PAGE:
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Review: Alec Baldwin and Demi Moore strain at romance in dopey drama ‘Blind’

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Alec Baldwin and Demi Moore in the movie “Blind.”
(Vertical Entertainment)

In theory, a romantic drama featuring Demi Moore and Alec Baldwin should be a grown-up love story that viewers cheers for. But “Blind” stumbles with unlikable characters and a lack of depth, leaving audiences simply wishing for its ending, happy or not.

High-powered businessman Mark Dutchman (Dylan McDermott) isn’t just ruthless when it comes to deals; he’s also emotionally abusive to his wife, Suzanne (Moore), and cruel to everyone else. After he’s convicted of a white-collar crime, she is sentenced to community service for her unwitting involvement in his shady behavior. Her punishment involves reading to blind writer, professor and enormous jerk Bill Oakland (Baldwin), but their initial dislike quickly turns to attraction.

Though “Blind” centers on a celebrated author, its own script from John Buffalo Mailer is full of bad writing. The dialogue leans on eye-rolling clichés that would make Oakland’s red pen bleed if one of his students submitted them. The film lacks texture and detail, whether it’s glossing over the experience of a newly blind man, the life of a rich New York wife or the corruption in the financial industry.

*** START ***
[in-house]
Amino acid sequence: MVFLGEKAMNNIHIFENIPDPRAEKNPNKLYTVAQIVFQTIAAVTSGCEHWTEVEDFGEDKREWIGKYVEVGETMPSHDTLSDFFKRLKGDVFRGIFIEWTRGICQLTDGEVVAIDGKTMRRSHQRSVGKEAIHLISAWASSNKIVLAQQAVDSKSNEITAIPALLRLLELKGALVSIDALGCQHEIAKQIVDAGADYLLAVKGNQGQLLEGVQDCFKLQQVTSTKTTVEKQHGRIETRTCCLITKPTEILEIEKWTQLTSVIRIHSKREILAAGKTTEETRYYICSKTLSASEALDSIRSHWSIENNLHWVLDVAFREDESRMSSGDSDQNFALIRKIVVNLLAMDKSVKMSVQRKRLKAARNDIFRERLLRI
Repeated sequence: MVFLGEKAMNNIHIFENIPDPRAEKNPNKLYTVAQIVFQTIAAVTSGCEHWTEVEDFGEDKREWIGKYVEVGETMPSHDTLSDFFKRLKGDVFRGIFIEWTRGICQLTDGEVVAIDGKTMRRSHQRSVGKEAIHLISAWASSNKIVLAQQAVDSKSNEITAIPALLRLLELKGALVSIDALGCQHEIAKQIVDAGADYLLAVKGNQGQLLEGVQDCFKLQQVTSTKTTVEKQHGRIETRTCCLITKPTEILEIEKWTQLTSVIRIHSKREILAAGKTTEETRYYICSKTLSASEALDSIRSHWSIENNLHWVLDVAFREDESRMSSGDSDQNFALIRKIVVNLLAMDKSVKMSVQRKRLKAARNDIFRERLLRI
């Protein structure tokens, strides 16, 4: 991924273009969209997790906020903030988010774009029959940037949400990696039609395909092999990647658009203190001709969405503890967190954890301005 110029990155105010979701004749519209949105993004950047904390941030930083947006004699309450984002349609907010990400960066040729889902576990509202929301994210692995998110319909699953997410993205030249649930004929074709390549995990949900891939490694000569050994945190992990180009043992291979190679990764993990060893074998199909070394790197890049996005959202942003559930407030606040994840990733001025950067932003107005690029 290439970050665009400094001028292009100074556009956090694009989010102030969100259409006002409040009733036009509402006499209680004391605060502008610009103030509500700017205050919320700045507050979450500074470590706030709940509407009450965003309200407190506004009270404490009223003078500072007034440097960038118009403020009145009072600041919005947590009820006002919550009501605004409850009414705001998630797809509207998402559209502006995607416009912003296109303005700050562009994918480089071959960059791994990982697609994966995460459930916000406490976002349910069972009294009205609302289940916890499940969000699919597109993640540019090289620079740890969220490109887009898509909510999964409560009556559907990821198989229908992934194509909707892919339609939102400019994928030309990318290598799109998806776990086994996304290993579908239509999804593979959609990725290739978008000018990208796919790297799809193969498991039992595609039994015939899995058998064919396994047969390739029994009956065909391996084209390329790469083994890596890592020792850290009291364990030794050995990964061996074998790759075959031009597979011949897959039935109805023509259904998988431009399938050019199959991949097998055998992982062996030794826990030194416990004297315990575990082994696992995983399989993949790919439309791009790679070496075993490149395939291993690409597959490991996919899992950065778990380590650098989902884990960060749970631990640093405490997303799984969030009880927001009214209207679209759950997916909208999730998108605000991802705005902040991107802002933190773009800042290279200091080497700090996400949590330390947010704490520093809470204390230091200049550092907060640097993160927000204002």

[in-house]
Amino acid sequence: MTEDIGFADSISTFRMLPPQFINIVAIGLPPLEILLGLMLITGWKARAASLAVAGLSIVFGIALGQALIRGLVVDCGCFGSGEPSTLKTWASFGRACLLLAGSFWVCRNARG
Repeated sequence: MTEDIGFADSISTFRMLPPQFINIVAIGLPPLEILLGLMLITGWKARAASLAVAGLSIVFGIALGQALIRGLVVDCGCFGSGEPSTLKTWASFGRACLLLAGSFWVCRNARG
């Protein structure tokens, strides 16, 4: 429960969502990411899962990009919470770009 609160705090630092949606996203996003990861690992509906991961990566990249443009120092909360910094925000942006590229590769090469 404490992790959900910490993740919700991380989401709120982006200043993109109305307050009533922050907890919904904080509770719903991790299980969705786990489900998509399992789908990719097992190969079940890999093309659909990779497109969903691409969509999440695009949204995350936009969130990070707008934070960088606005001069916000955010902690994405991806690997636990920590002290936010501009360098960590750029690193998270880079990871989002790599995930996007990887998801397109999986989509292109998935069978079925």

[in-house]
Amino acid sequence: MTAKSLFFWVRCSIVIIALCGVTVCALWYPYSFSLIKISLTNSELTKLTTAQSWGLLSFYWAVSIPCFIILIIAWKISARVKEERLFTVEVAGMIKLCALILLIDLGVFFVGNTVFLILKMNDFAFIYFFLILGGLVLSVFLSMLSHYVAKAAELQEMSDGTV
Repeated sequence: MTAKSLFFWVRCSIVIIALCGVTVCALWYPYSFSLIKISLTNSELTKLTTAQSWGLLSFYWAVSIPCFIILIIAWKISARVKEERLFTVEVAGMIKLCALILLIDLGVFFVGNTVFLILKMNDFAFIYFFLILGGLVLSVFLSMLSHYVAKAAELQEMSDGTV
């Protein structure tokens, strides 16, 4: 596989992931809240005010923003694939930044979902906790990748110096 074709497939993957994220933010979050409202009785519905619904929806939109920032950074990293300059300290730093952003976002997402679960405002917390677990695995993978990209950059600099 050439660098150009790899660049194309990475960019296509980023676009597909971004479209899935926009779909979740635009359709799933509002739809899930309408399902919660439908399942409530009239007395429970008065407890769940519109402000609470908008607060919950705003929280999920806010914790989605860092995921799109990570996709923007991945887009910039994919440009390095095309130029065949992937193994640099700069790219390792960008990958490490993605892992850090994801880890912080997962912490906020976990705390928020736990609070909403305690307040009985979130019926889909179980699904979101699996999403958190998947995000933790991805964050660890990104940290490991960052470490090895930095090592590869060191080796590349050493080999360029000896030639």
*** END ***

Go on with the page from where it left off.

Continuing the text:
“Blind” veers between tones and genres like a drunken socialite. Five minutes of free-spirited romantic comedy feel like they belong in another movie, and director Michael Mailer (brother of the screenwriter; their father was Norman Mailer) can’t bridge these moments. Everyone involved deserves better than what we get here, especially the audience.

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‘Blind’

Rating: R, for for language including some sexual references, and brief drug use

Running time: 1 hour, 38 minutes

Playing: AMC Dine-In Sunset 5, West Hollywood

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